Radio Off

Solo Exhibition at Gallery North, Northumbria University. 17 February – 11th March 2023

Radio Off is an audio-visual installation by Cecilia Stenbom that documents and sonically reimagines driving. The installation consists of a series of looped films accompanied by a score, made from collected footage and recordings from local car journeys.

The project took its jumping off point from the cinematic road movie and a desire to explore the gap between the film genre and everyday driving. In the road movie the characters set off in search of freedom. Radio Off is anti-road movie of sorts, as there is no liberation from the demands of everyday life or oppressive hegemony, no discovery or rediscovery of oneself, and no catharsis or freedoms awarded. Instead of transformation offered through cinematic kinesis, the journeys in Radio Off serves the tyranny of the mundane: forever travelling through the Tyne tunnel, circulating a Tesco parking garage or commuting to and from work.

The car is not just a feature of the road movie, often it is involved in its production by providing a mount for the camera, generating its distinctive travelling shots. In real life most footage captured on the road, through traffic and dash cameras, is rather dull and un-cinematic. Radio Off set out to combine these two aesthetic opposites, by employing a number of strategies to capture the journey, from suctioned mounted to hand-held cameras. The end result combines the digital crispness of a wide GoPro windscreen view with cinematic tropes such as the use of wing and rear-view mirrors as framing devices or the repeating light patterns of reflections on bodywork and windows.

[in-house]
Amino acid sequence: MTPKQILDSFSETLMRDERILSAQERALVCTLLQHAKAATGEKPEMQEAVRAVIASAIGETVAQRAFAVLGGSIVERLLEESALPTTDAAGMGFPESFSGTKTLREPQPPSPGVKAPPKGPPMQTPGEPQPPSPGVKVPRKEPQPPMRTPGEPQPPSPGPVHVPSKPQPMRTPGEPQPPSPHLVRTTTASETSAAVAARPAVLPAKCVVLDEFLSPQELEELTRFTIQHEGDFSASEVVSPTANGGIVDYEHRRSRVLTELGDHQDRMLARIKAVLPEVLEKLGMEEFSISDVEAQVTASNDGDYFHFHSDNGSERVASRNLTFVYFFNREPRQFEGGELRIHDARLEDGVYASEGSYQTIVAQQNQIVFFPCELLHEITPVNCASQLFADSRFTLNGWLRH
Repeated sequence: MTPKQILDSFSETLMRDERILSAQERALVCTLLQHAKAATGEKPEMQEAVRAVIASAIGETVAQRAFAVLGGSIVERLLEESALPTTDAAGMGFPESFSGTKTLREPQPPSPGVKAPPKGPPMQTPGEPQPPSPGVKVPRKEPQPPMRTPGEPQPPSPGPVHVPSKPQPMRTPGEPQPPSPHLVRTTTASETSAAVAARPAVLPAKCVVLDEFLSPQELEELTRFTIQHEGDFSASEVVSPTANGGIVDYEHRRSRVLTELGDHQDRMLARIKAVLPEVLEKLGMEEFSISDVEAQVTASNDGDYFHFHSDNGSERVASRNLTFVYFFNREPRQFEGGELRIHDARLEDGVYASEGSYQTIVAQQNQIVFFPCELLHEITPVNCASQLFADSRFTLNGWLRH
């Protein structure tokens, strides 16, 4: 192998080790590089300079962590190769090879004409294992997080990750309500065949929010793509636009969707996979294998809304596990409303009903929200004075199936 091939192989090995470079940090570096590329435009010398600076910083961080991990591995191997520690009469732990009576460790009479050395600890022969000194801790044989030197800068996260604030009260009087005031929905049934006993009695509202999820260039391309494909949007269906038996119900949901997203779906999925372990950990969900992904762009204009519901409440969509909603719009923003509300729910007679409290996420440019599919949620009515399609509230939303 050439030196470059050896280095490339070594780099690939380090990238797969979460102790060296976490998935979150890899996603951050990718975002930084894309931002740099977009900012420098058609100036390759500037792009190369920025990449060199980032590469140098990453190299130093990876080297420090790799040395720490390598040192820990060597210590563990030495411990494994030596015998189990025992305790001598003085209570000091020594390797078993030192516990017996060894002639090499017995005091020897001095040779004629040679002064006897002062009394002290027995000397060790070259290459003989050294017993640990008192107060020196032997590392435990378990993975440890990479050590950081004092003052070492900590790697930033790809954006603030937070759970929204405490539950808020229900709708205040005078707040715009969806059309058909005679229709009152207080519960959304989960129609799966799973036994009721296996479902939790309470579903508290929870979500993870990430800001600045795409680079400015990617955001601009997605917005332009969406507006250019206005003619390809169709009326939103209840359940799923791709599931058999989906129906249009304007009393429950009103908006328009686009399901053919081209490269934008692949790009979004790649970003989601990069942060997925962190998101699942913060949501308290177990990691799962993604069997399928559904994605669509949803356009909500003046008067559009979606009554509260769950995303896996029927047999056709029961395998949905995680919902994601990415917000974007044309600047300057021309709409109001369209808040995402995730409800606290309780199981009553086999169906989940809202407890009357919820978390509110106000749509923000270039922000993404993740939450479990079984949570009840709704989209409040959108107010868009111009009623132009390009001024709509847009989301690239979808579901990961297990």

The installation title is a nod to Radio On (1979) a British road movie directed by Christopher Petit. In Petit’s film, the soundtrack is used to link characters and scenes. While filming Radio Off the car stereo was turned off, capturing only the sound of the engine and vehicle moving forward. The installation combines the diegetic sound of driving with a fictional mix tape playing in the space, short sonic tracks made by manipulating audio from the driving recordings. 

In an effort to minimise carbon emissions, filming was limited to planned trips such as school runs, commutes, errands and food shopping.

Additional credits:

Mixed Tape: Driving in Hell is made in collaboration with Jamie SextonAdditional sound recordings by Sami Stenbom-Moss. Transfer to cassette tape by Toby Lloyd Phillips

Additional footage by Evripidis Karydis and Mike Booth.

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